Burundi farmers teach each other how to farm more efficiently
In July, an open day was held in the village communities of Makebuko and Bukirasazi in Burundi. The aim was to demonstrate the success of SCAD, a collaborative project set up by Alterra, Achmea and HealthNetTPO, which employs an integrated approach to improve both the food production and the social security of the local population.
The SCAD project (projet de Solidarité Communautaire pour l'Auto Développement) was officially launched last September, with Alterra providing the expertise in agriculture and soil and water management, Achmea in micro-credits and insurance, and HealthNetTPO in healthcare. The first results were presented on the open day. The whole village and the local officials turned out for the event and witnessed the success of the project at first hand.
Higher yields and better quality food
"Whereas, in the past, a farmer needed around 30 kilos of seed to plant a field, he can now plant the same field with just nine kilos of improved seed, and even increase his harvest," says Alterra project leader Niek van Duivenbooden. "Drawing up an 'Integrated Farm Plan' and showing the benefits of different farming methods already goes a long way to giving farmers higher expectations for the future and the means to achieve them. This plan is designed to raise the quality of the food as well as the yield and will ultimately improve the health of the farmers. A healthy farmer is a productive farmer."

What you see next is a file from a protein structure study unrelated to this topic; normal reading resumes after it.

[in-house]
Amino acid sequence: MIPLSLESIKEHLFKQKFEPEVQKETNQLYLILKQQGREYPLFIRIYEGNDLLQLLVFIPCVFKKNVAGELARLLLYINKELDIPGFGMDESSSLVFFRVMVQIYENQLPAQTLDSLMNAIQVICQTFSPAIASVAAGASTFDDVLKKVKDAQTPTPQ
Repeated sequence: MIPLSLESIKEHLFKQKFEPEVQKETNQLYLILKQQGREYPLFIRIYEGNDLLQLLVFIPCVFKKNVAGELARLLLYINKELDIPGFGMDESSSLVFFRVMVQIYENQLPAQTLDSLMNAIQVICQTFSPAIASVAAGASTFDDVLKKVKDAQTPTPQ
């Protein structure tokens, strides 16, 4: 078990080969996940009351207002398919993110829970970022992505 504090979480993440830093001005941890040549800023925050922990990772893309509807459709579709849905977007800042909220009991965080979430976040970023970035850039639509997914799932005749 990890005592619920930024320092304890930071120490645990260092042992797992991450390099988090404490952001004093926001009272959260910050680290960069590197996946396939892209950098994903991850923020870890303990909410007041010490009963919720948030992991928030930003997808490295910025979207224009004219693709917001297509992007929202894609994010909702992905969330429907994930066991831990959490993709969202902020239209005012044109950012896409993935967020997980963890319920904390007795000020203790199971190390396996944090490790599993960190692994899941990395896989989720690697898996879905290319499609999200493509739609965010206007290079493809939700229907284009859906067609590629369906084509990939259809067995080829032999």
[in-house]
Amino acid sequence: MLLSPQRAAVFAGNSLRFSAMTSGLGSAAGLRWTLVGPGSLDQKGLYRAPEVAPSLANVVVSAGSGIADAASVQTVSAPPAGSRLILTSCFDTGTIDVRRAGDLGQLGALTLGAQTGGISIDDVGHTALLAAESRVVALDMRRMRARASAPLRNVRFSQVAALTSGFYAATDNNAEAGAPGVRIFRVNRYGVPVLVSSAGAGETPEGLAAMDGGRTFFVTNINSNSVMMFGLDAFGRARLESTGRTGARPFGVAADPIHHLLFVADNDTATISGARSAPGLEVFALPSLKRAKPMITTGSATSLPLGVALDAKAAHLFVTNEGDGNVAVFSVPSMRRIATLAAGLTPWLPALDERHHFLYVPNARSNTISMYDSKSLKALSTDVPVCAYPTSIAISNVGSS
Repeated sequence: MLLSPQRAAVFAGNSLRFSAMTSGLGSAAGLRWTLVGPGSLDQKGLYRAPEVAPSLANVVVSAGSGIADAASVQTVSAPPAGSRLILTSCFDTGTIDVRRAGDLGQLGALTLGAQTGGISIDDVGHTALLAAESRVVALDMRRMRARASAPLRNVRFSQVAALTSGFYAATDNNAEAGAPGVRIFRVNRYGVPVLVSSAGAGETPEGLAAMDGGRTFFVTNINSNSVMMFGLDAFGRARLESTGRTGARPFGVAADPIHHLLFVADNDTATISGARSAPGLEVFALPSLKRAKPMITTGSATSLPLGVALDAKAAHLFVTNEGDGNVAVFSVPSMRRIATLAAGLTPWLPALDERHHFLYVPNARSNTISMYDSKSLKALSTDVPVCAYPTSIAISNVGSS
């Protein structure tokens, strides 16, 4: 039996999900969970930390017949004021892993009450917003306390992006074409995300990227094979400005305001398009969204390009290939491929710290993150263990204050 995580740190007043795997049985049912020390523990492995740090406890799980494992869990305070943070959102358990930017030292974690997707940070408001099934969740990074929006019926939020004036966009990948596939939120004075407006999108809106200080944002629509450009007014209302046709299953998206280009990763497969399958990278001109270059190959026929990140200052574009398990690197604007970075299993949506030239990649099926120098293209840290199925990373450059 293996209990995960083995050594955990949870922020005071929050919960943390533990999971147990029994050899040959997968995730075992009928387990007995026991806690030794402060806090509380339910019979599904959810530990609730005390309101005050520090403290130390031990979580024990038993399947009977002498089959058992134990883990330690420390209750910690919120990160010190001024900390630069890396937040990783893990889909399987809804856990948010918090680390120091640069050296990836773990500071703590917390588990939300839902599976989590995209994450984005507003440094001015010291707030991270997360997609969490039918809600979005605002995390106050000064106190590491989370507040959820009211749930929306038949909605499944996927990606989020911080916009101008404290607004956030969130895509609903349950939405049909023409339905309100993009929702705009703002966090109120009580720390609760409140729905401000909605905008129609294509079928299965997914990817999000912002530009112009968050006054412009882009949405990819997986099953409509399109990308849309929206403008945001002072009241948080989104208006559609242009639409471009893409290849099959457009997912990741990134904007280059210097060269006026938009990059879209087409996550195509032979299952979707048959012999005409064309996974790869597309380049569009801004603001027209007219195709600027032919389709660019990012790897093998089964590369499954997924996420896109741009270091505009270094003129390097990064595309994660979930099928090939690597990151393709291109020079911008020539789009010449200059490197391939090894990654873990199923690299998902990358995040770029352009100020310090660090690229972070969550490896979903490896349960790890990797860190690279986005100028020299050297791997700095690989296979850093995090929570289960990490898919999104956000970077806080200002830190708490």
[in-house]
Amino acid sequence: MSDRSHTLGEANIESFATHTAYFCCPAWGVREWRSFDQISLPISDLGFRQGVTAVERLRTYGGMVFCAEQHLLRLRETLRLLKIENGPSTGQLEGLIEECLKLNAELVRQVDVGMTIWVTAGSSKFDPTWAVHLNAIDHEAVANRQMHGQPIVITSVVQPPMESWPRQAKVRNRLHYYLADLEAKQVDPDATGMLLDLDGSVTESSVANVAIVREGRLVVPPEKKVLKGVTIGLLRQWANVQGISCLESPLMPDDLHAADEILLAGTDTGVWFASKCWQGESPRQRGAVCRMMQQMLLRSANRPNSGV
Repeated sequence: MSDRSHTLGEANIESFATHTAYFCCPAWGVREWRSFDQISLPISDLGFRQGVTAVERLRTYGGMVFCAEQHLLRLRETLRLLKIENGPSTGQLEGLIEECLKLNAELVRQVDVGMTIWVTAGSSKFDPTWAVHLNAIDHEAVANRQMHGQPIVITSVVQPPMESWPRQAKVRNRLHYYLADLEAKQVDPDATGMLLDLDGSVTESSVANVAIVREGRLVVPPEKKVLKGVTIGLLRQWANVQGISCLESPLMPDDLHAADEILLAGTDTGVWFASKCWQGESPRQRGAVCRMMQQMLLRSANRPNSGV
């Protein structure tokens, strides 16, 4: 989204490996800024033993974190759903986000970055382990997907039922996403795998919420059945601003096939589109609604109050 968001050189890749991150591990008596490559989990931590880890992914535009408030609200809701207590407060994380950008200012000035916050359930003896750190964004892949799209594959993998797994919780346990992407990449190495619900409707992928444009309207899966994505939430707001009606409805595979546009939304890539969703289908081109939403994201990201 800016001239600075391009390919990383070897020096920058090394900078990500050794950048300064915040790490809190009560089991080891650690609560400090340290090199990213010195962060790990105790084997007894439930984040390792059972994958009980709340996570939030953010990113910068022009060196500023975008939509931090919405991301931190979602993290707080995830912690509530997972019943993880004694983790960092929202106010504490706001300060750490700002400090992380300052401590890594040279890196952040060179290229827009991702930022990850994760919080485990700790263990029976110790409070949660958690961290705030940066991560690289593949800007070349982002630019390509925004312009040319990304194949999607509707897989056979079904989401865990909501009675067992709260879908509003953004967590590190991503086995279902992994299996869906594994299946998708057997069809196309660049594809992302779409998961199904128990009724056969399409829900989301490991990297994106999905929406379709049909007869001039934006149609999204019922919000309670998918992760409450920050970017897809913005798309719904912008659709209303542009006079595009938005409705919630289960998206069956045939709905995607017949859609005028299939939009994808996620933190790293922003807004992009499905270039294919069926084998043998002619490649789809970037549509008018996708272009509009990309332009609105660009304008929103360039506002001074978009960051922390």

Knowledge transfer via innovative farmers
The project owes much of its success to the knowledge contributed by researchers and – perhaps even more so – to the way the changes are implemented. The farmers themselves are key drivers of the improvements. The first step was to form a group of around 80 'innovative farmers' and train them in an integrated approach to food production and some new techniques. The members of this group then shared what they had learned with more than 1,000 fellow-farmers in their own community and thus paved the way for the formation of cooperatives that would enable them to produce more for the market. The required inputs (fertiliser, seeds, insecticides) could be purchased via micro-credits. The scientific underpinning for improving production and sustainability came from Niek van Duivenbooden, Aad Kessler and other experts via the local team.
Project goes beyond agriculture
On the open day the innovative farmers presented the results not just in the conventional manner by holding demonstrations in their own fields and printing posters and photos, but also by staging a comic sketch, which showed that there is a lot more to the project than improved agricultural techniques. The audience found out that if a farmer took ill, he could still continue to farm thanks to insurance and a micro-credit. Niek van Duivenbooden comments, "The farmers make the villagers aware that a secure existence depends on a lot more than just sowing seeds and hoping for a good crop. It takes collaboration and, where necessary, insurance and micro-credits combined with improved methods and techniques to assure farmers of a more secure existence in the future. At the moment the project embraces a fairly limited group, but it has been such a success that we intend to up the pace and reach many more farming communities. I have been particularly struck by the farmers' own determination to progress. Our job is mainly to facilitate a development process that is borne by the local population."
Provided by Wageningen University